Consistent fragmentation in blasted rock can be difficult to achieve in large blast areas. Changes in rock quality, charge placement and burden and blast geometry can all cause variation in fragmentation results and oversize material within the blast can happen. Oversize material impacts load and haul efficiency and can require rebreak equipment to be deployed, all of which cause delays and increased mining costs.
This is particularly evident in large strip mines such as this large Queensland coal operation. Overburden blasting in the pit requires careful management of hole depth and charge placement to avoid dilution, but blast designs still need to ensure adequate energy is delivered to effect suitable fragmentation for digging and hauling.
This mine required a solution that could both quantify the fragmentation performance, particularly with regards to oversize identification, as well as create a spatially accurate representation allowing correlation with the pattern and charge designs showing where blast design features may not have been adequate to effect good fragmentation.
This would support understanding and improvement of blast designs in similar situations in future for better fragmentation and would create a historical audit trail of blast performance that could be viewed, quantified and tracked.
FRAGx was chosen as it was able to achieve this in open cut environments using existing common measurement techniques and in a simple and fast way.
The mine used drones for point cloud capture and was routinely measuring post blast surfaces for various purposes. FRAGx can use that same data meaning there was no additional access or work required to get the required fragmentation results.
FRAGx can be operated as a plugin within the mines existing point cloud editing and analysis software and the results can be combined with blast designs in Blastlogic to allow correlation, visualisation and analysis of the effects of blast design and execution decisions on fragmentation performance.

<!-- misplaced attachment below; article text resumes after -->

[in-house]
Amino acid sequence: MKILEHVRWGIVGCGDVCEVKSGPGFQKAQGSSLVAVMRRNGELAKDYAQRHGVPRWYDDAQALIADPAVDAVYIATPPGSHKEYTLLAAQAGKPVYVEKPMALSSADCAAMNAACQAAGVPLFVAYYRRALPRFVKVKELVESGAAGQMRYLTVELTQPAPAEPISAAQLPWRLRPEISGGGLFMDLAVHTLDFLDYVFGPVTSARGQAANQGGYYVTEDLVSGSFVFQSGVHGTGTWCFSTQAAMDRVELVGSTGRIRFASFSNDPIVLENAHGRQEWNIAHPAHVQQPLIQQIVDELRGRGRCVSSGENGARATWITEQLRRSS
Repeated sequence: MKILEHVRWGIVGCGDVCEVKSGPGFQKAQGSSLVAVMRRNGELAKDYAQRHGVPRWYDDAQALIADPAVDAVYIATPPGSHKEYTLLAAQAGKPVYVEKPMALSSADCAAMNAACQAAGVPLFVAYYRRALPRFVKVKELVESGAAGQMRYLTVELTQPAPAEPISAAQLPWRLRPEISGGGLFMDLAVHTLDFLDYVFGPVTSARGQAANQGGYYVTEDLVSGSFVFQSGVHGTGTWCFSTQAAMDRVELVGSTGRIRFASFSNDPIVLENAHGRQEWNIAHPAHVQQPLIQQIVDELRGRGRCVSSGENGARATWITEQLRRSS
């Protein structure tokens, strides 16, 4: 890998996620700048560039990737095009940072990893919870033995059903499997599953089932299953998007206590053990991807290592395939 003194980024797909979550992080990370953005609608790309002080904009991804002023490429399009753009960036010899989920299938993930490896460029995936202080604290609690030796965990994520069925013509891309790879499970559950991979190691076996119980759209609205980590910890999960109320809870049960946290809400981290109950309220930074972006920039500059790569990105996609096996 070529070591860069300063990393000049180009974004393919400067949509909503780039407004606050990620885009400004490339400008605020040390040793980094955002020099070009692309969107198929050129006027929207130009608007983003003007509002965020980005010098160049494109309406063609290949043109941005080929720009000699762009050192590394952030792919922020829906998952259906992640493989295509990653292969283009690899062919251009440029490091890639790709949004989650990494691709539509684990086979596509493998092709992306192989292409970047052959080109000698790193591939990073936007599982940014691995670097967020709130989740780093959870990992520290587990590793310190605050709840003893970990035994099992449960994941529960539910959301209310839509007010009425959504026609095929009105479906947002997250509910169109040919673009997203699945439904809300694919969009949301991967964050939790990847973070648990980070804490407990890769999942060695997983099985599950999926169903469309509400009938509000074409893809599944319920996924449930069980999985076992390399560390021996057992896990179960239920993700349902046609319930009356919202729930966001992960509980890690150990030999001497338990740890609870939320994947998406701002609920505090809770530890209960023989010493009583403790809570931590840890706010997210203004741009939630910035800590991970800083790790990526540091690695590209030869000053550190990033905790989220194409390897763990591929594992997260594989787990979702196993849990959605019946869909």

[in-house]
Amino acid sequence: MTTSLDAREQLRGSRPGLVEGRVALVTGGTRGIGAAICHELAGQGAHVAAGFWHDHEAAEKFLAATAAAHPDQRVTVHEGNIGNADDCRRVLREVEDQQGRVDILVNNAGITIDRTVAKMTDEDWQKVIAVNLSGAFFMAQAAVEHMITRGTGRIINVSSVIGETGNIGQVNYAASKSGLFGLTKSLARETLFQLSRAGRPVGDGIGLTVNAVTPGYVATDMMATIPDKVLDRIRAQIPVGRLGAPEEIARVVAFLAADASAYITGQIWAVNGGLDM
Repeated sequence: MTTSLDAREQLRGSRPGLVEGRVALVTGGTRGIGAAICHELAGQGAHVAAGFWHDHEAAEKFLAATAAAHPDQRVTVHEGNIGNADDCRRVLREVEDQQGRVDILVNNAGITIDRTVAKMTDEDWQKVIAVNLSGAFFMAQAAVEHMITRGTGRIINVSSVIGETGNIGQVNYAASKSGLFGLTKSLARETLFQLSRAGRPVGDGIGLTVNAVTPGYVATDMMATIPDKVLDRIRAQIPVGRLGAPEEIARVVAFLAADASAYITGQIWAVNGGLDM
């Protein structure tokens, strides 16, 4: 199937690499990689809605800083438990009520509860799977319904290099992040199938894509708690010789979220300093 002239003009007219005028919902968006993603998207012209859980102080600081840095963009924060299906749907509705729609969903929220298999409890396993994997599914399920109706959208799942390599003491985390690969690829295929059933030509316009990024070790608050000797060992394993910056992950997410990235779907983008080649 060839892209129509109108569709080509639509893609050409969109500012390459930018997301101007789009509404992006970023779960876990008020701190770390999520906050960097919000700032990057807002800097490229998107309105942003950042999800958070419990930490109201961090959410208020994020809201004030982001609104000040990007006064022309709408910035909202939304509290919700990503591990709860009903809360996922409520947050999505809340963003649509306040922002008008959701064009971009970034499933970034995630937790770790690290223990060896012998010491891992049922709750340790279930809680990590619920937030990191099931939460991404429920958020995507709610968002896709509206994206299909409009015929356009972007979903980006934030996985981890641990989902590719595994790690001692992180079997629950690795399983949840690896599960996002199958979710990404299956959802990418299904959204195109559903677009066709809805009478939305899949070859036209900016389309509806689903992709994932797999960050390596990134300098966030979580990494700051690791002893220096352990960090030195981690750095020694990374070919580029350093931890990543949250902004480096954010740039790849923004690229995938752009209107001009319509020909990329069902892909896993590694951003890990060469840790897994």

The mine was able to provide PETRA with details about the tolerances of oversize material that were considered safe and viable for load and haul, as well as a number of sample data sets that were representative of the typical data being collected.
This was evaluated by PETRA and was suitable for use with FRAGx as it was, so there was no need to change the operating procedures for post blast drone pickups. PETRA used this sample data to train machine learning models to identify material that was out of size tolerance and could be run within FRAGx.
This work took about two weeks and at the completion of that the solution was ready to be delivered to the customer within the FRAGx plugin. This enables the users to press one button to analyse a data set and produce both a spatial map of fragmentation and a report showing % oversize and some other detail about size distribution within the pile.
The spatial map showing fragmentation can be imported to the sites blast management software and viewed together with the blast design to identify the possible causes and design features relevant to the oversize material, enabling improvement and learning for future blast operations.
The immediate results of this implementation were that the customer was able to see effects the blast design features may have had on fragmentation and start to develop a better understanding of the combination of rock types, structure, blast design and oversize results.
Within several weeks, the mine was able to adjust some blast design practises where particular shapes or features such as faults were present to noticeable reduce oversize occurrence, and achieved a corresponding reduction in rebreak requirements and load and haul problems due to oversize, including less damage to equipment due to oversize rocks being loaded.